6. #6
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    Quote Originally Posted by Aglo View Post
    I think you need to get a shorter stem, probably with 7 angle and 50mm length, and a new handlebar with around 30mm rise. If you have spacers above your stem you may not need that much rise on the handlebar or the 7 angle on the stem.
    Check your LBS or your friends to see if they have stems and/or handlebars you can try before you buy new stuff without knowing for sure if it works for you.
    Thanks for your help Aglo, I have found Walter's Bicycle Stem Rise/Reach Calculator & believe if I use an 80m.m. stem with a +30 uprise stem it will lift the bars by 22 m.m. & bring the reach back by 27 m.m.

  7. #7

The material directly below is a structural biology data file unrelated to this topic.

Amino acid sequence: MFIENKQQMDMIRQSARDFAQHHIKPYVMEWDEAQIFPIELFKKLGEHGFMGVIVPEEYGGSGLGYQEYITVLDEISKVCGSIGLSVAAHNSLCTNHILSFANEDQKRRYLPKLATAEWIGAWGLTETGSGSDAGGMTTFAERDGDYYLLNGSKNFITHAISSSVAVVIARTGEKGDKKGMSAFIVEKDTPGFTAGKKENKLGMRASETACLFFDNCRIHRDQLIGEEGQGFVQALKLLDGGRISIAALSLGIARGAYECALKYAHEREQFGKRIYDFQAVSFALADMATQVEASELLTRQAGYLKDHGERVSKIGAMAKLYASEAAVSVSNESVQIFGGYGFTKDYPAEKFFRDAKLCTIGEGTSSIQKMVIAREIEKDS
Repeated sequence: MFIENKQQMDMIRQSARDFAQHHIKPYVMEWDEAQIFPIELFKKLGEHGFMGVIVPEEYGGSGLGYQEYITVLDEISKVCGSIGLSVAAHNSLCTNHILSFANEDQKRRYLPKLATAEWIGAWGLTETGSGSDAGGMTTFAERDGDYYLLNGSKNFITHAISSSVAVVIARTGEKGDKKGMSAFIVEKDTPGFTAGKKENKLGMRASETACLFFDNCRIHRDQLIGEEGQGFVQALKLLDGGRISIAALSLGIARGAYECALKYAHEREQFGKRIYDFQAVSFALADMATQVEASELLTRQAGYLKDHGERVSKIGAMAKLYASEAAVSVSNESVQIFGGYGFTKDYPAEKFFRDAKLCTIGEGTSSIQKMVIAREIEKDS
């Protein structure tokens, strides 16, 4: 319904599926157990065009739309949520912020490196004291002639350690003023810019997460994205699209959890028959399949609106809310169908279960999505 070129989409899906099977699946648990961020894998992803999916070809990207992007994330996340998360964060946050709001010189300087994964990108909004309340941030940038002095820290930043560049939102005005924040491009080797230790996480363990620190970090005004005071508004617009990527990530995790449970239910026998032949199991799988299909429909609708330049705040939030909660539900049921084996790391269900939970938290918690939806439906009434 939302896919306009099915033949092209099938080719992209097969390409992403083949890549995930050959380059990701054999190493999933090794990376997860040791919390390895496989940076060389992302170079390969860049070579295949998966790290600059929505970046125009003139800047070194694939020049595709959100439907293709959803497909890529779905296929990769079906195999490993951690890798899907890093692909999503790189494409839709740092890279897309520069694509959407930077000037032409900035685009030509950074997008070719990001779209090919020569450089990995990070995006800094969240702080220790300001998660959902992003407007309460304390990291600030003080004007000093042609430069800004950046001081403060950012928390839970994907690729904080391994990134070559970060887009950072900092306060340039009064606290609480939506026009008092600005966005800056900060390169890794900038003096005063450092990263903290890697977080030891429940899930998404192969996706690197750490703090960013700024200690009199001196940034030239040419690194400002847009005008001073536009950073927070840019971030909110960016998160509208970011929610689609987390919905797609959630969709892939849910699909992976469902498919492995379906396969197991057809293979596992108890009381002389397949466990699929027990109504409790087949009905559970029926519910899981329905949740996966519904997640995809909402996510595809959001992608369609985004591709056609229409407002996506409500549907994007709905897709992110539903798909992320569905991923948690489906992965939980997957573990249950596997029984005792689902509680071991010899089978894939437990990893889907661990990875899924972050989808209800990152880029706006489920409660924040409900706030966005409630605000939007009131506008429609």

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    Do you have any spacers on top of your present stem? If so the easiest thing to try is moving your existing stem up so all the spacers are below it.

  8. #8
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    Quote Originally Posted by wayold View Post
    Do you have any spacers on top of your present stem? If so the easiest thing to try is moving your existing stem up so all the spacers are below it.
    Hi Wayold, thank you for your reply. I have 3 spacers on the top of the steerer tube Below the stem & no room for anymore at all.
    Cheers,

  9. #9
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    Check out this illustration of the DMR Defy stem...provides 15-20mm rise over a regular stem due to the low profile clamp...

    https://m.youtube.com/watch?v=9oxkX-PW0RA

  10. #10
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    Thanks for this Heist30.